• United States District Courts. 1st Circuit. United States District Courts. 1st Circuit. District of Rhode Island
    • February 12, 2014
    ...Warrants are very different from detainers and there was no accompanying warrant in this case. See e.g., Buquer v. Indianapolis, 797 F.Supp.2d 905, 911 (S.D.Ind.2011) (“A detainer is not a criminal warrant, but rather a voluntary request that the law enforcement agency ‘advise [DEIS], prior......
  • City of S. Miami v. Desantis, Case No. 19-cv-22927-BLOOM/Louis
    • United States
    • United States District Courts. 11th Circuit. United States District Courts. 11th Circuit. Southern District of Florida
    • September 30, 2019
    ...Supp. 3d 999, 1005, n.3 (N.D. Ill. 2016).15 See Lopez-Lopez , 321 F. Supp. 3d at 800 (distinguishing Buquer v. City of Indianapolis , 797 F. Supp. 2d 905 (S.D. Ind. 2011), because Buquer involved a state law authorizing local officers to use their discretion in conducting warrantless immigr......
  • Cruz v. Multnomah Cnty., A155157
    • United States
    • Court of Appeals of Oregon
    • June 22, 2016
    ...that are relatively on point on the issue at hand and were decided before plaintiff's detention, Buquer v. City of Indianapolis , 797 F.Supp.2d 905, 911 (S.D.Ind.2011) (describing immigration detainer and 8 CFR section 287.7(d) as merely a request to hold a person), and Committee for Immigr......
  • Request a trial to view additional results
13 cases
  • United States v. South Carolina, Civil Action Nos. 2:11–cv–2958
    • United States
    • United States District Courts. 4th Circuit. United States District Court of South Carolina
    • December 22, 2011
    ...I.D.s for identification and authorizing the making of warrantless arrests for non-criminal conduct. Buquer v. City of Indianapolis, 797 F.Supp.2d 905 (S.D.Ind.2011). Three days later, on June 27, 2011, a federal district court in the Northern District of Georgia temporarily enjoined portio......
  • Morales v. Chadbourne, C.A. No. 12–301–M.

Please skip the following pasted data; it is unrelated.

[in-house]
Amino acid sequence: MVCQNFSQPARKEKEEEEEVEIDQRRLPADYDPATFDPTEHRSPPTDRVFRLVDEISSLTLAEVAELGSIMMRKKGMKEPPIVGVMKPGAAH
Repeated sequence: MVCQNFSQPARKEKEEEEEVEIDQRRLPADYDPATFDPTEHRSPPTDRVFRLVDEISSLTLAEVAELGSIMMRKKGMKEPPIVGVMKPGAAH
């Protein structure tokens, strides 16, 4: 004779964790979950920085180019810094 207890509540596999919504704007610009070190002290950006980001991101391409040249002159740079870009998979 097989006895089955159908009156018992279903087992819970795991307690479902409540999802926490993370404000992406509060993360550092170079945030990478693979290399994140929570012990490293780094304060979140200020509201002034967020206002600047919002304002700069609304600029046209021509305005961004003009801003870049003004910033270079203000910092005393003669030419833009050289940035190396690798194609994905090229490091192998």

• United States
    • United States District Courts. 1st Circuit. United States District Courts. 1st Circuit. District of Rhode Island
    • February 12, 2014
    ...Warrants are very different from detainers and there was no accompanying warrant in this case. See e.g., Buquer v. Indianapolis, 797 F.Supp.2d 905, 911 (S.D.Ind.2011) (“A detainer is not a criminal warrant, but rather a voluntary request that the law enforcement agency ‘advise [DEIS], prior......
  • City of S. Miami v. Desantis, Case No. 19-cv-22927-BLOOM/Louis
    • United States
    • United States District Courts. 11th Circuit. United States District Courts. 11th Circuit. Southern District of Florida
    • September 30, 2019
    ...Supp. 3d 999, 1005, n.3 (N.D. Ill. 2016).15 See Lopez-Lopez , 321 F. Supp. 3d at 800 (distinguishing Buquer v. City of Indianapolis , 797 F. Supp. 2d 905 (S.D. Ind. 2011), because Buquer involved a state law authorizing local officers to use their discretion in conducting warrantless immigr......
  • Cruz v. Multnomah Cnty., A155157
    • United States
    • Court of Appeals of Oregon
    • June 22, 2016
    ...that are relatively on point on the issue at hand and were decided before plaintiff's detention, Buquer v. City of Indianapolis , 797 F.Supp.2d 905, 911 (S.D.Ind.2011) (describing immigration detainer and 8 CFR section 287.7(d) as merely a request to hold a person), and Committee for Immigr......
  • Request a trial to view additional results